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Musings on Nature blog

Some Western Trees

The horrific western wildfires shown on television the past few years give the impression the western states are ablaze and that all the trees are gone. Not so. Driving through the mountainous regions leaves me with an impression of the great abundance of trees that cover the mountainsides. Like the Ozarks and Ouachitas, these are mostly second-growth forests, but they are still enormous trees, often reaching heights of over 120 feet. Occasionally I encounter burned areas, and they are indeed sad blights on the landscape, but these encounters are infrequent and finite in size.

This row of California incense cedars are about 80 feet tall.
GREAT TIMBERS — This row of California incense cedars are about 80 feet tall. (Image courtesy Gerald Klingaman.)

Let me tell you about three magnificent tree species I have encountered in various parts of the western states I’ve traveled to this season. There are lots of western conifers and it is sometimes a challenge to tell them apart driving down the highway but these three are a bit more distinctive. They are Douglas fir, Ponderosa pine and California incense cedar. All are evergreen conifers and big trees reaching heights of 150 feet or more and all are important in the forest industry.

Douglas fir is not a fir at all but a monotypic species of conifer that once ranged into other parts of the world. There are three subspecies of this forest giant; the Coastal form that ranges from coastal Washington to central California (and eastward to the western slopes of the Sierra Nevada Mountains), the Rocky Mountain subspecies that ranges from British Columbia, down the Rocky Mountains as far south as New Mexico, and the Mexican subspecies which occurs further south in the high mountains of that country.

This is the “Doug fir” of the lumber yard and the most important timber species in the United States, at least in terms of board feet cut and sold. Its wood is strong and it can be cut to specified beam lengths up to 60 feet long. In protected groves, you see enormous trees with 15-foot-wide trunks that reach 250 feet in the air. But because the tree is so fast-growing, the trees of the forest trade are more modest in size with 2- to three 3-foot-diameter trunks. It is now grown around the world as a forest tree and in New Zealand is considered an invasive species although it is the most important timber tree of that island nation.

I grew a Douglas fir in Fayetteville for about 20 years, but it didn’t survive the insult of the back-to-back drought and high heat years of 2011 and 2012. Seed sourced from the southern range of the Rocky Mountain subspecies should grow in Arkansas, but site selection would be important.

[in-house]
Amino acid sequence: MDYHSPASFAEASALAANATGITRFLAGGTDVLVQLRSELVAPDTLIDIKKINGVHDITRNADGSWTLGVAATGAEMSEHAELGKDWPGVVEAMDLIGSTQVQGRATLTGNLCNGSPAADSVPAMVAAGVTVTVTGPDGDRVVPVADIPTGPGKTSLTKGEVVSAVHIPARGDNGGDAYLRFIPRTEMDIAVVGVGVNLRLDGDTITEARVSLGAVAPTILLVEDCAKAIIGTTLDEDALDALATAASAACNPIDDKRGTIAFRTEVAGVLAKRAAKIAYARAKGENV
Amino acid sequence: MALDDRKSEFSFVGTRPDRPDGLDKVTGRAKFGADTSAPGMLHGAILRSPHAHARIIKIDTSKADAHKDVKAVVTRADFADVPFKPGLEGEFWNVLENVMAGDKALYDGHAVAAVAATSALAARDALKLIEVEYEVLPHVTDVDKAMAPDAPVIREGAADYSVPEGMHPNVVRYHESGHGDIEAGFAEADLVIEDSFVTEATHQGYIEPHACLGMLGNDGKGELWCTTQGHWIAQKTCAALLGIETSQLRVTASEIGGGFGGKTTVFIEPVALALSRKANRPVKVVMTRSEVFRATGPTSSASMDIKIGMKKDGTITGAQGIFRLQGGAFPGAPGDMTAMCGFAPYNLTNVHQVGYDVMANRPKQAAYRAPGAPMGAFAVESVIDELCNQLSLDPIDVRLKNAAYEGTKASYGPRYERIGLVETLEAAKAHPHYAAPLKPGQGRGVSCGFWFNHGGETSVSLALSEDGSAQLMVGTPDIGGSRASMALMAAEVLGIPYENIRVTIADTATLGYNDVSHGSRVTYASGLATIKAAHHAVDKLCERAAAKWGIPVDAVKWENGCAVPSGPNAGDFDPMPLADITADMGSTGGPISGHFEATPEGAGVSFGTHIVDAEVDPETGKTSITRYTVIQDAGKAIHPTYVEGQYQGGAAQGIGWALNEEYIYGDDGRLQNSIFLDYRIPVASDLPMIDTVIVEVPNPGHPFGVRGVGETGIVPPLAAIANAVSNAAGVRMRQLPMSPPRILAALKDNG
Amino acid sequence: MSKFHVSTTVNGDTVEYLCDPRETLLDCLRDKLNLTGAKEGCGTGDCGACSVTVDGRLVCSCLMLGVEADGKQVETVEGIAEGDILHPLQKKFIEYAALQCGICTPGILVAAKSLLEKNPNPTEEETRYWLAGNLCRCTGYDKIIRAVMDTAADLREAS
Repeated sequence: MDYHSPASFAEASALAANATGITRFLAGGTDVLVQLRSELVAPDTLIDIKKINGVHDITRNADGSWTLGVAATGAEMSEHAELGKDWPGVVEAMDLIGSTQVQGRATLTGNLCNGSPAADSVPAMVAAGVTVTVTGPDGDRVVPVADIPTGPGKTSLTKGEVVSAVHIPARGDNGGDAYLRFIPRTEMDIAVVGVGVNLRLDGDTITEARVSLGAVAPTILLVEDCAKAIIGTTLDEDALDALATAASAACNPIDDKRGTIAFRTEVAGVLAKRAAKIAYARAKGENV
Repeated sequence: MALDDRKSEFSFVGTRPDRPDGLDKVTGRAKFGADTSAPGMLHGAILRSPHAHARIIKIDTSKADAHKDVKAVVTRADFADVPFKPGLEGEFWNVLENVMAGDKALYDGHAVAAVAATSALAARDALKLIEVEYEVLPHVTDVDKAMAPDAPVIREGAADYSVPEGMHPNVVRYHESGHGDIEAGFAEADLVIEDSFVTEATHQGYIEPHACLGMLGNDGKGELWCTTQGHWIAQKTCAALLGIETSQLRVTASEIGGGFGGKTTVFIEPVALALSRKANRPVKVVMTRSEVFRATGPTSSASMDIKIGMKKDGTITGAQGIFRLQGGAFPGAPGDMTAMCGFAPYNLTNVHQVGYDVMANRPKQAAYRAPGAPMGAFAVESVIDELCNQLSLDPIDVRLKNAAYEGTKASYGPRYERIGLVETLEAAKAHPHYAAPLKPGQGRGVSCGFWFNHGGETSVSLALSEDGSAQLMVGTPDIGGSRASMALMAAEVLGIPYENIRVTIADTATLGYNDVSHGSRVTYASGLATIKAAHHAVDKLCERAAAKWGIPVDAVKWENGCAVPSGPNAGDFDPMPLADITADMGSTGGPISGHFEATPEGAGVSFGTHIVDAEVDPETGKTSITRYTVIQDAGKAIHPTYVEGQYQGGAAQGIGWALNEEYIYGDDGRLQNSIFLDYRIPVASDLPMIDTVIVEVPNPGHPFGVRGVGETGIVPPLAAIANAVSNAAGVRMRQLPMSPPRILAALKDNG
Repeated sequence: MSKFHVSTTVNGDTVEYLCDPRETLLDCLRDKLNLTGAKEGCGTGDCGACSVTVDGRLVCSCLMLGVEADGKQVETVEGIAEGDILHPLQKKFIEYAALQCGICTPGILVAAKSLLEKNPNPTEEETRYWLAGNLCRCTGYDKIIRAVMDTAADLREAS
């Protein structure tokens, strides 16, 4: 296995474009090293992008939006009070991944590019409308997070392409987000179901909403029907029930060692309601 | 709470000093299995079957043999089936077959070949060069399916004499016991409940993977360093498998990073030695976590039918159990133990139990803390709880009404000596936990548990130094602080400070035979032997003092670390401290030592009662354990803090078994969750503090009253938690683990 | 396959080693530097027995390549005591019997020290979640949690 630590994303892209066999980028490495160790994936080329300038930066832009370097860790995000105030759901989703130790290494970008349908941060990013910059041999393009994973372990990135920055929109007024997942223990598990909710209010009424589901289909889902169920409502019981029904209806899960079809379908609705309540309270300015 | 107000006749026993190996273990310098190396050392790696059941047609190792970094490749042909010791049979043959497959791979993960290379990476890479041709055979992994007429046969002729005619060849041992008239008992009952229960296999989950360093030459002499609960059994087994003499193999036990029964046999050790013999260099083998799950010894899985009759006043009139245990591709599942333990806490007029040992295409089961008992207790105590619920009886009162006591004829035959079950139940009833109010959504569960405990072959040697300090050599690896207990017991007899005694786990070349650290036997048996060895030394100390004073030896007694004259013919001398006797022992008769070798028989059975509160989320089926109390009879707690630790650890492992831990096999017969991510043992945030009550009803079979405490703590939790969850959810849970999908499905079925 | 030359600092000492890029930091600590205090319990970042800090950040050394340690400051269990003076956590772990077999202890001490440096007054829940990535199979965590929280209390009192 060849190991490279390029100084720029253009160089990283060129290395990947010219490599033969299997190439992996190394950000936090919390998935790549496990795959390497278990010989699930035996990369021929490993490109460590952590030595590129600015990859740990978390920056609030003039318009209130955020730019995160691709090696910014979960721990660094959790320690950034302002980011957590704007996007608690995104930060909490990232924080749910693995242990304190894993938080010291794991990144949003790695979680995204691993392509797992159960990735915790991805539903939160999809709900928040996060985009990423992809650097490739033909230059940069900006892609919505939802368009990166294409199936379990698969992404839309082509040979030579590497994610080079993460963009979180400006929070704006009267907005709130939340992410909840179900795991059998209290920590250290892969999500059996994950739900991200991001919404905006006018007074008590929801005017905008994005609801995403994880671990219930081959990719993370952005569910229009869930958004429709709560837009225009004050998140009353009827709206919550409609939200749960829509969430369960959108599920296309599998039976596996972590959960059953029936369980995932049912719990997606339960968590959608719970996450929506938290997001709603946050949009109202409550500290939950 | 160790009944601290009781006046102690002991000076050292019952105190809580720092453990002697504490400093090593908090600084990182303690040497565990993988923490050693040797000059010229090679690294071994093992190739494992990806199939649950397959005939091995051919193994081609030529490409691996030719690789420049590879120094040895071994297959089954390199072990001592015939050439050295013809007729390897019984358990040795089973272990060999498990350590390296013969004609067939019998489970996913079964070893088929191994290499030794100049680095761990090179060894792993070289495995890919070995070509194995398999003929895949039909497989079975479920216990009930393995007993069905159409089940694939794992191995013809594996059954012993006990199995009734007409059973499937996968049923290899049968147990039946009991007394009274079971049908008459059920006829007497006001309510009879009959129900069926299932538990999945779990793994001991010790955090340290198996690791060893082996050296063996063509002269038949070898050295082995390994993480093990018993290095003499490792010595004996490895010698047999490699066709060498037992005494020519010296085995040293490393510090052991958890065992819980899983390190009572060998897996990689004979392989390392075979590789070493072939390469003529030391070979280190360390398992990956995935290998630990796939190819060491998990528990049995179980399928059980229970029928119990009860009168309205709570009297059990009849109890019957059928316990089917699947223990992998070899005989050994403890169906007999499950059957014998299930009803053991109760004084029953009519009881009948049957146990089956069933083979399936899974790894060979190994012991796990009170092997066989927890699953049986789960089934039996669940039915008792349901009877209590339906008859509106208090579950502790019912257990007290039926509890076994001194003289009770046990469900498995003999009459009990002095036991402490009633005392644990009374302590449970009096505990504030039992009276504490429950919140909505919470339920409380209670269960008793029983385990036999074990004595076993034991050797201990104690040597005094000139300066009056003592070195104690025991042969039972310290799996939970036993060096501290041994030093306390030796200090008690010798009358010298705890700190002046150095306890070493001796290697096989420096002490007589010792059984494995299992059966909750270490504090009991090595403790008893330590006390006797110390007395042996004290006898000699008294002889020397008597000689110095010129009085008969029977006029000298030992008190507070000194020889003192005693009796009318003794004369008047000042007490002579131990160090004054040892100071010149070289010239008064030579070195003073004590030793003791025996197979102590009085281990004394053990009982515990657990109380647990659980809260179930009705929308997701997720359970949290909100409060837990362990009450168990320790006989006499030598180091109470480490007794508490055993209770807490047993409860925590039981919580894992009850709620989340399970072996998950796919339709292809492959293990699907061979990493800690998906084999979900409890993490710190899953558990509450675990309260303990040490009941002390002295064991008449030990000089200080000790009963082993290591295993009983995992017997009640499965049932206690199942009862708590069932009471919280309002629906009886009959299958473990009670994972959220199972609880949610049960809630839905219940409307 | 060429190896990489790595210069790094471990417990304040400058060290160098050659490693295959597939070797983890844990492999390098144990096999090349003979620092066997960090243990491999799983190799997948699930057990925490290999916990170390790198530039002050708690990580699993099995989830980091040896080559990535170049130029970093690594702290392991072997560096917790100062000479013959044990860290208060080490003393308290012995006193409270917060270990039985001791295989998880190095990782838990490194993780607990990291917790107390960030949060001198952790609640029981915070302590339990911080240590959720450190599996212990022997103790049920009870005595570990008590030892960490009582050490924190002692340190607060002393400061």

Ponderosa pine is but one of the many species of pines you encounter in the West, but I think it is the most impressive. It has five subspecies and occurs in sixteen western states, growing most often on high, drought-prone sites. Older trees are easy to recognize by the hand-sized orange bark plates, their stout trunks and tufted needles on the branches. The species is fire-tolerant so old trees have a very thick bark and the tufting of the stout needles around the buds protects them from moderately intense fires. Eighty percent of the trees in the Black Hills are ponderosa pines.

The wood of young ponderosa pines tends to warp so it has not been used as building lumber, instead finding a place as railroad ties. It has been planted around the world and is considered an escaped species in Australia and New Zealand. I’ve never grown this species in Arkansas but there is no reason it should not grow, though our native shortleaf pine would be a better choice. I know of one 75-year-old tree in Benton County.

I’ve seen the California incense cedar in Arizona and Oregon on previous trips west, but it was not until this year when I encountered the tree in California in the High Sierras that I understood what it was all about. I have known the species as a drought-tolerant arborvitae-like smallish tree suitable for screening, but my thinking changed when I saw the tree in its natural surroundings. It ranges from southern Oregon, through California in both the Coastal Range and the High Sierras with spillover spread into Nevada, Arizona and the Baja region of Mexico. It is another of the 60 or so species of monotypic conifers that once had a wider geographic range than that found today.

The needles of California incense cedar are arranged in flat hands like arborvitae that smell somewhat like shoe polish when crushed. In the wild, old trees develop long, furrowed grayish bark that resists fire. Trees may reach 150 feet with the first 60 feet clear of branches. The wood is lightweight, soft, aromatic and relatively knot free. When the pencil industry depleted the old-growth eastern red cedars in Arkansas, they moved west and this species became the dominant wood for pencil making. It is also used for siding and building cedar chests.

A lot of other western trees caught my eye but it’s hard for me to separate the firs and spruces while driving down the road. And you can never find a parking place when you need one.